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Posted May 7, 2003

Deleting Duplicate Rows in a MySQL Database - Page 2

By Ian Gilfillan

Deleting duplicate records when multiple duplicates exist

Of course, not all of you are going to be so lucky as to only have one duplicate, and manually removing them one by one is hardly an answer. First add some more duplicates to the table, and then we will see what we can do:

INSERT INTO bad_table(id,name) VALUES
(1,'Things Fall Apart'),
(2,'The Famished Road'),
(3,'Thirteen cents'),
(3,'Thirteen cents');

Some of you may have read the article on Database Journal about removing duplicates, specifically for SQL Server databases (if you've stumbled across this article as a SQL Server user, you can find it here. Unfortunately none of the techniques mentioned in that article work with MySQL. You cannot use cursors, correlated subqueries or derived tables. But you can use temporary tables, although the way they work in MySQL is different to that which is described in that article. So, here's how you do it - first create a temporary table with the same structure as your existing table (MySQL 4.1 has a great feature - the LIKE keyword that allows you to create a new table based upon the structure of an existing table, but since it's only an alpha release most of you won't be running that yet).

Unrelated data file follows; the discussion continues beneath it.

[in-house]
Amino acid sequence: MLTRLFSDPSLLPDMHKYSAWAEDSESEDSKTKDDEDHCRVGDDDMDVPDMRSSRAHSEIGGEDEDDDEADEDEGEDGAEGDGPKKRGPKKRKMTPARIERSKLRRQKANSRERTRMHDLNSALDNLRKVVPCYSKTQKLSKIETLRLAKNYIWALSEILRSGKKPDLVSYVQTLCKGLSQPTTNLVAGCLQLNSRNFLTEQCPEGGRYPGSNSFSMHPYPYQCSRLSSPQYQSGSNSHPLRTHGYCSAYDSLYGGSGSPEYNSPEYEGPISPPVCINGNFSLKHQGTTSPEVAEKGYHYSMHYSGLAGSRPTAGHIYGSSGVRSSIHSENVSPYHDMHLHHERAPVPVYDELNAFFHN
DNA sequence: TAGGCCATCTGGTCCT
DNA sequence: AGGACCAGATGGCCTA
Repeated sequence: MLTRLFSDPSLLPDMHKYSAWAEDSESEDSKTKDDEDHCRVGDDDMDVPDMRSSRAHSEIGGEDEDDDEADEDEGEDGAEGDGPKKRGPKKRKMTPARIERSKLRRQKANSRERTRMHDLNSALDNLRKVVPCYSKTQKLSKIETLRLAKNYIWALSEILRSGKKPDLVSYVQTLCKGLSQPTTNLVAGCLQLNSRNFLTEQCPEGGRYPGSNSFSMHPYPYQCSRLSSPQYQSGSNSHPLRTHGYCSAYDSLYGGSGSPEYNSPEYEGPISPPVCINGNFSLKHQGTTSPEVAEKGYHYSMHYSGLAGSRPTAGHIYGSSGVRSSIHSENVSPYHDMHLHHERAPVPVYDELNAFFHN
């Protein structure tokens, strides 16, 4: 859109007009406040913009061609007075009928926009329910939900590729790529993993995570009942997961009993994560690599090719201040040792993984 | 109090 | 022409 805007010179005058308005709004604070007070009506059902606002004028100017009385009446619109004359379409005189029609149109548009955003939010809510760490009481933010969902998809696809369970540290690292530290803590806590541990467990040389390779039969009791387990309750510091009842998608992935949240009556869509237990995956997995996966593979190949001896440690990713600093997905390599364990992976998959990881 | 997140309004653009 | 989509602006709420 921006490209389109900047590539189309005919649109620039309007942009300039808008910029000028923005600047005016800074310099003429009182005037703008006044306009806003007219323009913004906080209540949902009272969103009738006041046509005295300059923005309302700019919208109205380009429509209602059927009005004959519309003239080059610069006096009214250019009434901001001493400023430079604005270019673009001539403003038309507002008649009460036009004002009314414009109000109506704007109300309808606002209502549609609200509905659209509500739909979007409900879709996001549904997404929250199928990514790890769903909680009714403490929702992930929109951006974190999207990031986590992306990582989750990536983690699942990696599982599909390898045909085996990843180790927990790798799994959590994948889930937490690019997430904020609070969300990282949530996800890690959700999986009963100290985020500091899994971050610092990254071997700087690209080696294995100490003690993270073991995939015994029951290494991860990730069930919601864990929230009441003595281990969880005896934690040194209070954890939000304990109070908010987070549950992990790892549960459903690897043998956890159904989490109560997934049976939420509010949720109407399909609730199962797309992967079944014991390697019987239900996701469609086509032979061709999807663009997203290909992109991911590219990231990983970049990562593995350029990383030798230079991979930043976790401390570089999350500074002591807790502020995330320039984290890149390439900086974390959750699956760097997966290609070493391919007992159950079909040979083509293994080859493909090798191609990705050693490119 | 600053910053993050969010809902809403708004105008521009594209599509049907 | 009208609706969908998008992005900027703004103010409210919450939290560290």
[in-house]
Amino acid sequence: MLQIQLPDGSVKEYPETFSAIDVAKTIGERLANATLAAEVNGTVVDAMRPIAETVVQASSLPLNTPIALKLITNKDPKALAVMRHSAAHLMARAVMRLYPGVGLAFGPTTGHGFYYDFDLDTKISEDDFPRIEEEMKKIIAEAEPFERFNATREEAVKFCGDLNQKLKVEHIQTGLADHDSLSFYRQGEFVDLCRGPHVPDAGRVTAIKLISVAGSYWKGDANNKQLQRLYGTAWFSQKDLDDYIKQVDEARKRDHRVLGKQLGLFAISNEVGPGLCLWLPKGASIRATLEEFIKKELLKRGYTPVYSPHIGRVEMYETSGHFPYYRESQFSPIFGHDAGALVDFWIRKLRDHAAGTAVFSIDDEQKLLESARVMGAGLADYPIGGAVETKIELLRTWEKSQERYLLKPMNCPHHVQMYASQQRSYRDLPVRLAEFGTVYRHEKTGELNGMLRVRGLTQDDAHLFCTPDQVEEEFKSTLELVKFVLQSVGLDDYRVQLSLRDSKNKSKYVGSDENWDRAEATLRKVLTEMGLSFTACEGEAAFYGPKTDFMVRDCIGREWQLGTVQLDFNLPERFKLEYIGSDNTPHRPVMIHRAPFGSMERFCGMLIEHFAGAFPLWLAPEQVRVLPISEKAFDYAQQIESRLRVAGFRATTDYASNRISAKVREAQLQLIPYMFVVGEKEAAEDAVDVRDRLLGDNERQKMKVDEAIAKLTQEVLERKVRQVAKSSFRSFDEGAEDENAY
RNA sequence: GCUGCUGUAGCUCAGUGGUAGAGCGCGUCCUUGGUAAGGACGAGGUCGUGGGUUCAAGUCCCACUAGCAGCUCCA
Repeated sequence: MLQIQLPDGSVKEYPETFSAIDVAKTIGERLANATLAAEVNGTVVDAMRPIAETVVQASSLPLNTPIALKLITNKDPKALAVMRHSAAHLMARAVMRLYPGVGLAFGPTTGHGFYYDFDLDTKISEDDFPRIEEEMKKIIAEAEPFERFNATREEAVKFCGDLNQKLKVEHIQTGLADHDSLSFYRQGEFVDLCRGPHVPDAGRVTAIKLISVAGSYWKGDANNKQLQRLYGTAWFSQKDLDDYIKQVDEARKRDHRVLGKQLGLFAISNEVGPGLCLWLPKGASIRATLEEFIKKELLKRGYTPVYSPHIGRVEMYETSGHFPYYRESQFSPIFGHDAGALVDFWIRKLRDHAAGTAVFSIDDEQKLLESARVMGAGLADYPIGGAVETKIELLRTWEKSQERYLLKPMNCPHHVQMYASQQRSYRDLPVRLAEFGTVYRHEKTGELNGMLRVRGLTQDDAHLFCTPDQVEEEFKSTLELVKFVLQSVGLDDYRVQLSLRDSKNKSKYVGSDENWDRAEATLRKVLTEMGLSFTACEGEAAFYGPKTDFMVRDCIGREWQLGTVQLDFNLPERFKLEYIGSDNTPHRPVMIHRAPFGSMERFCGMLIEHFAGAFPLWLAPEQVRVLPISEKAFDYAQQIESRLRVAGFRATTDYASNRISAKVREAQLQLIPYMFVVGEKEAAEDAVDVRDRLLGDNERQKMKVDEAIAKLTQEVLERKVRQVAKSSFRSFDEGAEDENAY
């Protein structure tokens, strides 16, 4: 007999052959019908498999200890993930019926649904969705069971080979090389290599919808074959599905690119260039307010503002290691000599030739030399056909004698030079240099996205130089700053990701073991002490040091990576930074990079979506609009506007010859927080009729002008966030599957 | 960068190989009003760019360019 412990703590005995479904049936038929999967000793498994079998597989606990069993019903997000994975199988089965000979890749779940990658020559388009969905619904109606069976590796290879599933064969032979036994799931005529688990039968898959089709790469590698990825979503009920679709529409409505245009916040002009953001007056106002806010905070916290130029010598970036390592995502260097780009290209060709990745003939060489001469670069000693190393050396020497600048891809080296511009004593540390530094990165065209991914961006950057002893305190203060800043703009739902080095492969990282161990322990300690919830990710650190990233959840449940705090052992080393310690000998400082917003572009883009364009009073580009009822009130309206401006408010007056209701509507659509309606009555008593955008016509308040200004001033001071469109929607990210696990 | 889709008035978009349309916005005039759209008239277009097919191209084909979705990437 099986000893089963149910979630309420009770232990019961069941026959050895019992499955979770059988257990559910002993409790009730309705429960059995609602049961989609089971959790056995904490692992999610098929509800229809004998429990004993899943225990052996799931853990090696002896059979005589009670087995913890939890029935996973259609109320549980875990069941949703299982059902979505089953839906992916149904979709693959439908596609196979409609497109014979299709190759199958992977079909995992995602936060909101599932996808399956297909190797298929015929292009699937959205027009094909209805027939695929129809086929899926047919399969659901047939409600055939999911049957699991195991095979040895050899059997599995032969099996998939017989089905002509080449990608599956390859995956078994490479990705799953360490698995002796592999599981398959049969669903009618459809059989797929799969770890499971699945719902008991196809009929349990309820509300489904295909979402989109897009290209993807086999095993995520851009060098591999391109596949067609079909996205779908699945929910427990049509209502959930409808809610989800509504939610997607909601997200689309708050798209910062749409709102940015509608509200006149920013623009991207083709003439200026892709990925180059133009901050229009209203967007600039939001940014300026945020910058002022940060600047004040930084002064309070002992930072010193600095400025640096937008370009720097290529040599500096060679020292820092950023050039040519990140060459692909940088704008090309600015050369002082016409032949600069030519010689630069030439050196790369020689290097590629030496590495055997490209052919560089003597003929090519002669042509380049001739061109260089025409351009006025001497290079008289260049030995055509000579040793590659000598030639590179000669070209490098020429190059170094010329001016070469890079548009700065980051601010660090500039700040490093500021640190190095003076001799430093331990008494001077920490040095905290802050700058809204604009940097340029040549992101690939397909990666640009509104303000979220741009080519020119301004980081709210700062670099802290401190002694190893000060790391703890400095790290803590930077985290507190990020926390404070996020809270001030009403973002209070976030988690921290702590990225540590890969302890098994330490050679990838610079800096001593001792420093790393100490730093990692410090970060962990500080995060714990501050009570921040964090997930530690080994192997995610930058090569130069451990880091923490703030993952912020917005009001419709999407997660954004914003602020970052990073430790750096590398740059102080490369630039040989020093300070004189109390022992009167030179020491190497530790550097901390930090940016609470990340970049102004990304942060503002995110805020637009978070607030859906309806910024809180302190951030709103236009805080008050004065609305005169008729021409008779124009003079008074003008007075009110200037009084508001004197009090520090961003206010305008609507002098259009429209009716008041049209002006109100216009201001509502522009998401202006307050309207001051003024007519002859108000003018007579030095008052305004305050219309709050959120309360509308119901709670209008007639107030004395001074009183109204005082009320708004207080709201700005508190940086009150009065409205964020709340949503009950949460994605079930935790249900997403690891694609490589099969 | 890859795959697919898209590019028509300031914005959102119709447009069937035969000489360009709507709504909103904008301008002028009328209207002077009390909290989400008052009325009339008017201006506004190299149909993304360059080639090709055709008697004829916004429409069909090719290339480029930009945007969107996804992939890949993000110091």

bad_temp(id INT,name VARCHAR(20))

Note that a temporary table only exists for as long as the connection. Therefore, if you are using a web application such as PHPMyAdmin to test these SQL statements, you'll need to bundle the above statement with the next few, to ensure the temporary table is available all of the time (each web page in a browser-based tool such as PHPMyAdmin uses its own connection). Also, see the cautionary after the example for some things you need to be aware of when using this technique on a production server.

INSERT INTO bad_temp(id,name) SELECT DISTINCT id,name FROM bad_table;

[[Authors note: A reader has pointed out that I went out about this in a rather long-winded way. You can just as easily have used a single statement:

Thanks to P-A Fredriksson for pointing this out!]]

Now the temporary table contains a set of data with no duplicates. The DISTINCT keyword takes care of that. Now, delete all of the data from the original (and read the cautionary below first when trying this on a production server!), and populate it from the temporary table, as follows:

DELETE FROM bad_table;

INSERT INTO bad_table(id,name) SELECT id,name FROM bad_temp;

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